The United Nations most senior human rights official has requested direct access to China’s Xinjiang region to verify “worrying reports” of re-education camps holding Uighurs and other Muslim minorities.
Michelle Bachelet, the high commissioner for human rights, made the announcement amid growing global concern over Chinese treatment of the ethnic minority group.
“We have been asking for direct access to the region to be able to check and verify the worrying reports we are receiving,” Ms Bachelet told a news conference in Geneva on Wednesday.
The authorities are believed to have incarcerated as many as two million Uighurs in “reeducation camps” to promote what the government calls “ethnic unity” in the country’s far west.
Until October 2018, the Chinese government officially denied the existence of the camps.
Since then, reports have noted malnourishment, numerous deaths – particularly among the elderly and infirm – and in some cases the forced administration of psychiatric drugs.
Former detainees have alleged torture and said they were forced to learn Chinese Communist Party propaganda.
China has rejected criticism of its actions in Xinjiang, saying it protects the religion and culture of minorities, and its security measures are required to combat the influence of “extremist” groups they claim have been inciting violence there.
It has also emerged more than a million Han Chinese people have reportedly moved into the homes of Uighur Muslim families to report on whether they display Islamic or unpatriotic beliefs.
The informants, who describe themselves as “relatives” of the families they are staying with, are said to have received specific instructions on how to get them to let their guard down, including offering them cigarettes and alcohol.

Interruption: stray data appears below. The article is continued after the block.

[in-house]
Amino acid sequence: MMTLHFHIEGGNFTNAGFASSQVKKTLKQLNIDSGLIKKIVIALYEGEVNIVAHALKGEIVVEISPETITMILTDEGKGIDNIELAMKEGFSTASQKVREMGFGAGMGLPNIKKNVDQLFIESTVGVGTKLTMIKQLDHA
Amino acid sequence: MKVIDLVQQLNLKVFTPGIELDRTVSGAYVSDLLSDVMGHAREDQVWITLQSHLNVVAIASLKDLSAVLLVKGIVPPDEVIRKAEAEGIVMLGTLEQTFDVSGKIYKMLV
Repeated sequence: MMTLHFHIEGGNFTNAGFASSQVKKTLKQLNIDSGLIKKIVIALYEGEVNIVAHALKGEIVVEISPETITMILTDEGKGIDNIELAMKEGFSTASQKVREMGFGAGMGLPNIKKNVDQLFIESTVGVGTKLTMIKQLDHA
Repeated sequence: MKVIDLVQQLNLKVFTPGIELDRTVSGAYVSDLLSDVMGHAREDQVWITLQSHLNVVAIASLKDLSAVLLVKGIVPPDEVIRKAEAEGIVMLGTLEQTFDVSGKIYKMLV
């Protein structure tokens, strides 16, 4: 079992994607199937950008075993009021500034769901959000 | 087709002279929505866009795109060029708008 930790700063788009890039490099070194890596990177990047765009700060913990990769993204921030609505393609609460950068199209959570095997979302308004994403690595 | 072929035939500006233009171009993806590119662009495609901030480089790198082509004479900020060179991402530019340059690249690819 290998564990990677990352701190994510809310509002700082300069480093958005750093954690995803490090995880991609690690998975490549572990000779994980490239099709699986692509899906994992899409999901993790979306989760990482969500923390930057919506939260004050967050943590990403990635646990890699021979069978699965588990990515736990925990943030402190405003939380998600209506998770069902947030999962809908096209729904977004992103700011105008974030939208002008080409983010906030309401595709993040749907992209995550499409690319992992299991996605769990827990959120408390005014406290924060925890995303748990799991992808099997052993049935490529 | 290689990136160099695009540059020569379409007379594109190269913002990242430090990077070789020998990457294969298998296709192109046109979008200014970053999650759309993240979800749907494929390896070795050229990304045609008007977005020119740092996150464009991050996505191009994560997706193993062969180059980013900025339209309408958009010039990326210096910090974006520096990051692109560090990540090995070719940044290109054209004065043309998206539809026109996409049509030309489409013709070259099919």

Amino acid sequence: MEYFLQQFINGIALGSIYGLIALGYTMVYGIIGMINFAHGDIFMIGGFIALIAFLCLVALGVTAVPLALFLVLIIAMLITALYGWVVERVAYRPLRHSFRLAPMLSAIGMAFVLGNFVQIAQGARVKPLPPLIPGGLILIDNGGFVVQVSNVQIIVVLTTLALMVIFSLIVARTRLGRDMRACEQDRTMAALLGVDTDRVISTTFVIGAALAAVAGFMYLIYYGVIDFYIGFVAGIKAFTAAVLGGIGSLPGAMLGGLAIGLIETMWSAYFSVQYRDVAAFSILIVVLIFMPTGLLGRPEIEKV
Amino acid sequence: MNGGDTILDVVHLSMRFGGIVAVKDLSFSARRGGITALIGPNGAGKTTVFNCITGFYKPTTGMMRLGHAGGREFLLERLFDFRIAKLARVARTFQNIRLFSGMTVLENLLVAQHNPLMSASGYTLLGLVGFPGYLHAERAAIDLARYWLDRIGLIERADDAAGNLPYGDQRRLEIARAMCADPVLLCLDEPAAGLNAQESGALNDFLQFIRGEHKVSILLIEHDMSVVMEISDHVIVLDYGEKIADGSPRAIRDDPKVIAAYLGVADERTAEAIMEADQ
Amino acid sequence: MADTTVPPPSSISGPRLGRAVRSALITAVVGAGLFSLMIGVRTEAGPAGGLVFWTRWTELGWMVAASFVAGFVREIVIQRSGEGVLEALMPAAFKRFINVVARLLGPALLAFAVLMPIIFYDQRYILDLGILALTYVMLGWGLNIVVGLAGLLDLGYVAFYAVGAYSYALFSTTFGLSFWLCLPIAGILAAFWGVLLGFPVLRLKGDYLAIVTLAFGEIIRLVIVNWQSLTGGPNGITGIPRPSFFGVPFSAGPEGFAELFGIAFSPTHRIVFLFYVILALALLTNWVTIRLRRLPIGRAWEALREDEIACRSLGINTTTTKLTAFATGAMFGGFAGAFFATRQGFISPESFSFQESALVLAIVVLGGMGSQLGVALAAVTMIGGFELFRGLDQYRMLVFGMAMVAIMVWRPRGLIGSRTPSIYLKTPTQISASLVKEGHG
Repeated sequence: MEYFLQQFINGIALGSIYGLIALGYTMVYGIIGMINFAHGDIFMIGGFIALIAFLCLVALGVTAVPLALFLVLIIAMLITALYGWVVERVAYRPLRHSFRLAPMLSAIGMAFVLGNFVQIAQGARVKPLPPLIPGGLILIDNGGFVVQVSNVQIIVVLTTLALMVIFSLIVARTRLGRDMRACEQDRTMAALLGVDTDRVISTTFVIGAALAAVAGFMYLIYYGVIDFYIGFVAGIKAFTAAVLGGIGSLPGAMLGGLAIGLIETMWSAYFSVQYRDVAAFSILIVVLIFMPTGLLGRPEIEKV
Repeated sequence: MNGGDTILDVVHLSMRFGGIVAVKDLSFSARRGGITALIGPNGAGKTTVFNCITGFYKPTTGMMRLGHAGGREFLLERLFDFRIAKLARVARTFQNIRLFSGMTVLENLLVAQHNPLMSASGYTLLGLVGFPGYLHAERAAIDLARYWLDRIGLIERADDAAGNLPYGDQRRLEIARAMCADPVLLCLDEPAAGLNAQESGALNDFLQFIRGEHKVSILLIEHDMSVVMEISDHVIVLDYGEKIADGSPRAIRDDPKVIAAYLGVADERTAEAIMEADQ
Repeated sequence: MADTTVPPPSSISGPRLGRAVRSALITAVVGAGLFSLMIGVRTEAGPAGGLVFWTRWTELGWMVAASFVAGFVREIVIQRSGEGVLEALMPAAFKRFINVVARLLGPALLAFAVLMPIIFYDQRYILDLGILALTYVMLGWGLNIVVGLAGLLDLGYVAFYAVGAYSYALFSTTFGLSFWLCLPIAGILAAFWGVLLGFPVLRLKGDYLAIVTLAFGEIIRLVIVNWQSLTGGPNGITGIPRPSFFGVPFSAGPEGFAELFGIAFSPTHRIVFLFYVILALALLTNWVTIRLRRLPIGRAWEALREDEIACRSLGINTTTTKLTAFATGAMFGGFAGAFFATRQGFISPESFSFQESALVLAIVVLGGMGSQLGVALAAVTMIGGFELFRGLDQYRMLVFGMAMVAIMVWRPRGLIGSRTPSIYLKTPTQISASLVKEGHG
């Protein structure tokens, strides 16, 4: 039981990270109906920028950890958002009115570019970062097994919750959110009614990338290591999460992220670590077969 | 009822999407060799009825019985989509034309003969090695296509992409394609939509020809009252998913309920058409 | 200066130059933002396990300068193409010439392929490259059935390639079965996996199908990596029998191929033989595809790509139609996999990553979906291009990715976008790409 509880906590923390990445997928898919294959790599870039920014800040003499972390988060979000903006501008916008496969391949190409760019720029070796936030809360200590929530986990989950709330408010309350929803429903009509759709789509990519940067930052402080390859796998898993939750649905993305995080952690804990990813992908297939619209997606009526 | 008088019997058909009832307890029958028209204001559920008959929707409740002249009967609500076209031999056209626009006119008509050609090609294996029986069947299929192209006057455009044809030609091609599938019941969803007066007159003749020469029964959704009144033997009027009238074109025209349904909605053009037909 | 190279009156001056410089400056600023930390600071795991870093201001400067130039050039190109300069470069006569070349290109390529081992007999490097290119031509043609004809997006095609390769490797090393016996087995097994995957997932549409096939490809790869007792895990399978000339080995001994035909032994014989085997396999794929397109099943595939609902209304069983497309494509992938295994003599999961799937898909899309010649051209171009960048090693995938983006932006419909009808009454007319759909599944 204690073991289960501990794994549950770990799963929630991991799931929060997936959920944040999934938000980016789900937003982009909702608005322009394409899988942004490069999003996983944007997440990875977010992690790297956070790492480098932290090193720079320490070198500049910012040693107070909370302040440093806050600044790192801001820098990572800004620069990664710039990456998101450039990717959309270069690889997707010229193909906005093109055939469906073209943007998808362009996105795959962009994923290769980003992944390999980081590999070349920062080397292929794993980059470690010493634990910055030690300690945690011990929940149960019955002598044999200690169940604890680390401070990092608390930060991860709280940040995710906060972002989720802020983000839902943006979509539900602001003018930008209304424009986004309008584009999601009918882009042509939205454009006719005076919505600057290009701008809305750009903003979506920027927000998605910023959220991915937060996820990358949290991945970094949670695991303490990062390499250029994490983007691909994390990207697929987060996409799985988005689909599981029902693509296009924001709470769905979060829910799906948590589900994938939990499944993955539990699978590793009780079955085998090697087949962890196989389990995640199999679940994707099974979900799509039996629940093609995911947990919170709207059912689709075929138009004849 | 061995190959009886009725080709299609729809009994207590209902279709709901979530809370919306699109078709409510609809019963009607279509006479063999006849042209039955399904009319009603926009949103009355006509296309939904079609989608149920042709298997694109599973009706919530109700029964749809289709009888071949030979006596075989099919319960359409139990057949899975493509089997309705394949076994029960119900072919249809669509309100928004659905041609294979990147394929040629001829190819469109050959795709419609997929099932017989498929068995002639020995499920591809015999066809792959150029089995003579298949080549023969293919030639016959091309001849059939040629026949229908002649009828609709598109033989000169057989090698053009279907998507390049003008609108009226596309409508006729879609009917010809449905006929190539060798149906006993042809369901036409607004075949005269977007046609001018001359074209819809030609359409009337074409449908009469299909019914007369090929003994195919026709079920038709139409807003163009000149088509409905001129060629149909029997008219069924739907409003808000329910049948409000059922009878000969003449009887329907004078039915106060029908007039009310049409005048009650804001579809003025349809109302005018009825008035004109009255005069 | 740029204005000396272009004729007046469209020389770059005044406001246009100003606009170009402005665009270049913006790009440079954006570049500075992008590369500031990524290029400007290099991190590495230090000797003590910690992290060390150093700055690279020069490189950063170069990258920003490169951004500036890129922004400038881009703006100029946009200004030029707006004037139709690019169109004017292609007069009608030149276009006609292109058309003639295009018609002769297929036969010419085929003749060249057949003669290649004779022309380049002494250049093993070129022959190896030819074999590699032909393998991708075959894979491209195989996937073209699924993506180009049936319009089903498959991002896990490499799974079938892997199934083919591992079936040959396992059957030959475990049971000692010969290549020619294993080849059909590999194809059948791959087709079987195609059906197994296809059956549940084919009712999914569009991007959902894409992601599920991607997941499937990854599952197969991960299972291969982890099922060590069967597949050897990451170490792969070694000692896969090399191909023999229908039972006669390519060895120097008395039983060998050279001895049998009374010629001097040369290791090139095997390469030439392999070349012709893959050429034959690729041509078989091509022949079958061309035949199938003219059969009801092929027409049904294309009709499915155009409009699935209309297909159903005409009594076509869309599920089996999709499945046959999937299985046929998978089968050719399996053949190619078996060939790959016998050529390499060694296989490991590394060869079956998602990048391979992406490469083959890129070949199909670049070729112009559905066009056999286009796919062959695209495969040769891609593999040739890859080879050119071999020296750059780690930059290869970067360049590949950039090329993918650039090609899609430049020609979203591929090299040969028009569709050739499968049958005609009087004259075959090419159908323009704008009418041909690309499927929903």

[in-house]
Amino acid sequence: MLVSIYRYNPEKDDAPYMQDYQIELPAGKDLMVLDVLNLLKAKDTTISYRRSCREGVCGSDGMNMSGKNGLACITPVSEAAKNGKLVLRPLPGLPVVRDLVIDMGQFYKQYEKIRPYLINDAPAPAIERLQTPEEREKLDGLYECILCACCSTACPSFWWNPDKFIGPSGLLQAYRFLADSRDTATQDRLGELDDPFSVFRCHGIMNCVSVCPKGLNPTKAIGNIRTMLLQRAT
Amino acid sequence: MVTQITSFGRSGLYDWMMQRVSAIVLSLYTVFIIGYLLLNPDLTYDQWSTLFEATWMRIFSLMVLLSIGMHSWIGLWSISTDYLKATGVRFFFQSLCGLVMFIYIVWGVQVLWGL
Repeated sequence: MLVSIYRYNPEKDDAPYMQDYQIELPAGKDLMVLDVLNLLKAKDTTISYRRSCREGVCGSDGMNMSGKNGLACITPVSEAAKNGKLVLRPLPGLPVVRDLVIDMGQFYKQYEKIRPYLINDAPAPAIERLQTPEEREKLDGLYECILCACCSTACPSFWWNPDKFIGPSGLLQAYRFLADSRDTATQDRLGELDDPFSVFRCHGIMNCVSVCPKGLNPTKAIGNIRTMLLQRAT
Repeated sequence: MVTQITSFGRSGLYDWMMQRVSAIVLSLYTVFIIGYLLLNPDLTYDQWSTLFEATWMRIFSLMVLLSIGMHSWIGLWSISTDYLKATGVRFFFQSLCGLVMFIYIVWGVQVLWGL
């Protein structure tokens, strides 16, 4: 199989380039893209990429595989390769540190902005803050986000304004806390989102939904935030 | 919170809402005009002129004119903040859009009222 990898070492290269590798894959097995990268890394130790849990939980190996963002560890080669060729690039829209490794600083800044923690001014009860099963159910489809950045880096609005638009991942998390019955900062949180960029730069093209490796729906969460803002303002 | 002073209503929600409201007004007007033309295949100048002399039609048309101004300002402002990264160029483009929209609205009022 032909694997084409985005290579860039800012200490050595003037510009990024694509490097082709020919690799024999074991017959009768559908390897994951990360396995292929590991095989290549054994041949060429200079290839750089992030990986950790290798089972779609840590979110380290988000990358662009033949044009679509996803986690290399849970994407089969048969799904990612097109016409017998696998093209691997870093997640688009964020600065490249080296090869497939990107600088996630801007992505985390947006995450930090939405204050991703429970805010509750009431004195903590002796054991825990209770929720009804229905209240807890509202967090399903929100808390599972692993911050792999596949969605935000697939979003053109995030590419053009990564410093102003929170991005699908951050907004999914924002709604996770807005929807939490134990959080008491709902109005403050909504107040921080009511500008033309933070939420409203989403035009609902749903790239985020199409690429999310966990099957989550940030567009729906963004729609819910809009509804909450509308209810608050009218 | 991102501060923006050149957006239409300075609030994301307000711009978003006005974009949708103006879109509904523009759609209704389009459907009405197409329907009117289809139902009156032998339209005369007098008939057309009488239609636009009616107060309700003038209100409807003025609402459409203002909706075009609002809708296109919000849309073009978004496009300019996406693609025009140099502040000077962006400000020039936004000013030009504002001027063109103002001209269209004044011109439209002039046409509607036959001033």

Shohrat Zakir, a high-ranking Xinjiang government official, told state-run news agency Xinhua the Chinese government was fighting “terrorism and extremism” in accordance with United Nations resolutions, and referred to those in camps as “trainees”.
“Through vocational training, most trainees have been able to reflect on their mistakes and see clearly the essence and harm of terrorism and religious extremism,” he said.
The UN’s decision to intervene comes a week after a 29-year-old Uighur Muslim woman said she was tortured and abused at an internment camp.
Mihrigul Tursun told reporters in Washington she was interrogated for four days in a row without sleep, had her hair shaved, was electrocuted and was subjected to an intrusive medical examination following her second arrest in China in 2017.
Last week over 270 scholars from 26 countries published a statement condemning the “mass human rights abuses and deliberate attacks on indigenous cultures” in China.
The statement came after 15 foreign ambassadors who wrote a letter expressing their concern about the incarcerations were told by Chinese officials they should not “interfere in the internal affairs of other countries”.
Germany’s top human rights official, Bärbel Kofler, was recently blocked from visiting the Uighur camps in China.
“I am shocked by reports of the treatment of the Turkic Uighur minority,” Ms Kofler said in a statement. “Unfortunately, my request to travel to Xinjiang was refused. I would have liked to have gained a first-hand impression of the situation there and will continue to push for permission to visit Xinjiang soon.”